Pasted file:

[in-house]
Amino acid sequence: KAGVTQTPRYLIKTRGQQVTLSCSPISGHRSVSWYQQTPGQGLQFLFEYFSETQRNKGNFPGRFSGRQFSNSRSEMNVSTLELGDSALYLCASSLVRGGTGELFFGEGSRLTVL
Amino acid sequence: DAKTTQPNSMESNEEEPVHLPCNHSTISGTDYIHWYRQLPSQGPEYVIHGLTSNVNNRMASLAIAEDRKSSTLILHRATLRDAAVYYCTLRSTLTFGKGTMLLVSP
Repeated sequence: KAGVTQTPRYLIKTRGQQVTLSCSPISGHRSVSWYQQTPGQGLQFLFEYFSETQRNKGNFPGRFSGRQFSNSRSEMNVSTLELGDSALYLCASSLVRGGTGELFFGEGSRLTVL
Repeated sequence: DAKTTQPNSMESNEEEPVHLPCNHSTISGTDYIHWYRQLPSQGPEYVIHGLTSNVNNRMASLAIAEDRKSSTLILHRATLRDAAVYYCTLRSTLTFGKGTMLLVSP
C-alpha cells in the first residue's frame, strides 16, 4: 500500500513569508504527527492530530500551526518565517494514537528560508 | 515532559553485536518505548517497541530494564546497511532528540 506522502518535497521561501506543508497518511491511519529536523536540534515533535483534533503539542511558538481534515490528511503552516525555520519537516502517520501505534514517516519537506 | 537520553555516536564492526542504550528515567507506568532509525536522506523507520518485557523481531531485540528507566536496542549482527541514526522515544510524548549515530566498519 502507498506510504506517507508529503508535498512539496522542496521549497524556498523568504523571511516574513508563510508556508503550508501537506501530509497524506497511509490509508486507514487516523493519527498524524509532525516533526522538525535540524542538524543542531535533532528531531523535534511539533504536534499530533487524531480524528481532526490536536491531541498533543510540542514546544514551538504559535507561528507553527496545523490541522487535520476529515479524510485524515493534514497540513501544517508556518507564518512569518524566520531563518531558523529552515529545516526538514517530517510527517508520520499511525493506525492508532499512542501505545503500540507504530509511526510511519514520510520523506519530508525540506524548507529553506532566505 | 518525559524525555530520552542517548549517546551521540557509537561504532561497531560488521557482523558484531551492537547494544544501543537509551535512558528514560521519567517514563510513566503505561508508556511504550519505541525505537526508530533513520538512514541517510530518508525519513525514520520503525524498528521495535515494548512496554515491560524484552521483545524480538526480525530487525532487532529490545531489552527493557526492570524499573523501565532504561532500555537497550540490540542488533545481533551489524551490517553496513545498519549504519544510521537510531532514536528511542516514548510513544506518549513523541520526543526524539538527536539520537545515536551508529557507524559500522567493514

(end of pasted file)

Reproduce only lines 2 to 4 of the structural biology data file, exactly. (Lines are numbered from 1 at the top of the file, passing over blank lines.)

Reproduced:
Amino acid sequence: KAGVTQTPRYLIKTRGQQVTLSCSPISGHRSVSWYQQTPGQGLQFLFEYFSETQRNKGNFPGRFSGRQFSNSRSEMNVSTLELGDSALYLCASSLVRGGTGELFFGEGSRLTVL
Amino acid sequence: DAKTTQPNSMESNEEEPVHLPCNHSTISGTDYIHWYRQLPSQGPEYVIHGLTSNVNNRMASLAIAEDRKSSTLILHRATLRDAAVYYCTLRSTLTFGKGTMLLVSP
Repeated sequence: KAGVTQTPRYLIKTRGQQVTLSCSPISGHRSVSWYQQTPGQGLQFLFEYFSETQRNKGNFPGRFSGRQFSNSRSEMNVSTLELGDSALYLCASSLVRGGTGELFFGEGSRLTVL